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Eels hooker Ray Stone.

Eels utility forward Ray Stone never played dummy half until asked by coach Brad Arthur to add an extra string to his bow – but was more than happy to do so with the carrot of a regular NRL berth dangling.

The 23-year-old Moss Vale Dragons junior only started to jump into hooker at training last year having played lock or second row since his schoolboy days.

"It was good to get some minutes this week," Stone told NRL.com.

"It's sort of been a real slow introduction [to playing hooker]. I never played dummy half up until a couple of years ago. Pretty much been in the forward pack since I was about 16.

"I was just always doing stuff at training, doing extras, passing out of dummy half.

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"On my debut I sort of got chucked there as a last-minute thing so now it's one of my positions I'm looking at playing. I'm trying to learn as much as I can and just keep improving."

Stone spent nearly half an hour at hooker in the 14-0 win over Melbourne in round 15 - the first time since round four that Reed Mahoney has not played the full 80 minutes.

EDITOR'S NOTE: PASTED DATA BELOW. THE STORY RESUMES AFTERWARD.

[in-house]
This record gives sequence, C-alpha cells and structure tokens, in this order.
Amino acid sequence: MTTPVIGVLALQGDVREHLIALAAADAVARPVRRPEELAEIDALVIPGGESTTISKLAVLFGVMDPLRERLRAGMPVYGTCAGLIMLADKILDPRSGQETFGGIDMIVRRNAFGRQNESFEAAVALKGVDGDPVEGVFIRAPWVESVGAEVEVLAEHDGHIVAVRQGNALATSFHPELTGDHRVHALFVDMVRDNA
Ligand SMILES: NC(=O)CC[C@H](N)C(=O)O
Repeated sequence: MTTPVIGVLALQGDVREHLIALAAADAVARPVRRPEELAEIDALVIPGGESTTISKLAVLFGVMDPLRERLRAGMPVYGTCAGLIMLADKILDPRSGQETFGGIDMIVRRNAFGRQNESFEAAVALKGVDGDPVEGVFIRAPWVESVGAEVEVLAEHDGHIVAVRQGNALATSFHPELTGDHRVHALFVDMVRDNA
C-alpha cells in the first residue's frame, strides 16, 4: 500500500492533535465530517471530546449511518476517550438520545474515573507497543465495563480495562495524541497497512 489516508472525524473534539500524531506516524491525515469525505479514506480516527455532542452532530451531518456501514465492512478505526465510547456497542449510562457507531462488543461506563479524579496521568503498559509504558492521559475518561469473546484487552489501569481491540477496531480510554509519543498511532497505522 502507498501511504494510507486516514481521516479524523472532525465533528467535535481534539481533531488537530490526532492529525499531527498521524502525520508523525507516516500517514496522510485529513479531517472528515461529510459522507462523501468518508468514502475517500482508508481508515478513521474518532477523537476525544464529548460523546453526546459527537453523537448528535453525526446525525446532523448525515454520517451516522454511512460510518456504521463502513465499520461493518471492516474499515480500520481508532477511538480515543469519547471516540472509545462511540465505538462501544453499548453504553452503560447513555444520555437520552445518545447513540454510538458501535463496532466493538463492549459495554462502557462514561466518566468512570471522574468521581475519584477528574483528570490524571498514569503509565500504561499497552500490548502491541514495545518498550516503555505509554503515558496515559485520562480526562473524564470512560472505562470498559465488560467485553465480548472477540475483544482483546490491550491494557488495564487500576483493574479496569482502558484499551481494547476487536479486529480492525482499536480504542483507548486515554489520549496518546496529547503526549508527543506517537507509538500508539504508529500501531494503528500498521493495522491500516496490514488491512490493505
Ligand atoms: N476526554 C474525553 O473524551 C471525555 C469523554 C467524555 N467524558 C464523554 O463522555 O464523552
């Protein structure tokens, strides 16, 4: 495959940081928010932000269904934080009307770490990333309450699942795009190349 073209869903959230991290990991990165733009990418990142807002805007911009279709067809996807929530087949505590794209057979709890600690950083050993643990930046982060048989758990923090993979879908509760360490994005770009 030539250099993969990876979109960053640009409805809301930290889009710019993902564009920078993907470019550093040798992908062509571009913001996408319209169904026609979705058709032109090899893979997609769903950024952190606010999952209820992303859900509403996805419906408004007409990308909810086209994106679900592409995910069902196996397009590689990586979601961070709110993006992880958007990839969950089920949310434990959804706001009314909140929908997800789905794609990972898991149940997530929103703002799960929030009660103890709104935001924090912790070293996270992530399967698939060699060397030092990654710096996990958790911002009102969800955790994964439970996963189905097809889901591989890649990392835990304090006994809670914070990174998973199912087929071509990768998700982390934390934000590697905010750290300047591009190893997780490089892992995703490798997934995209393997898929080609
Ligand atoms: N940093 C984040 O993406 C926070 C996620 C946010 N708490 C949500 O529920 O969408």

"I think it just depends how Reed's going," Stone added.

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"He's very professional in what he does. He does all the right things at training.

"I reckon he could have played 80 minutes [against Melbourne] but he's so young, his 50th game, just for his longevity it's probably a good idea to give him a little rest here and there.

"I'm only there if that needs to happen, my role is still to play lock or second row. Me being able to play hooker gives me that 14 spot which is what I want. If something was to happen to Reedy in a game I need to make sure I'm confident I can fill that spot.

"I said at the start of the year I wanted to be in the 17 every week and the biggest thing that was going to get me in the 17 was being able to play in that hooker role.

"I can play lock or back row but if I can play hooker as well it gives me more versatility which is what Brad wants from me."

After his 15th career game and eighth of the season, the other goal for Stone was rebuilding his match fitness after missing four games with a broken thumb.

"I had to get my game fitness back up but my hand's pulled up sweet." he said.

"I haven't had any dramas with it coming back. I think now it's just getting my match fitness back up.

"I got a T-plate in and however many screws just to hold the bone together. I was back training within two or three weeks."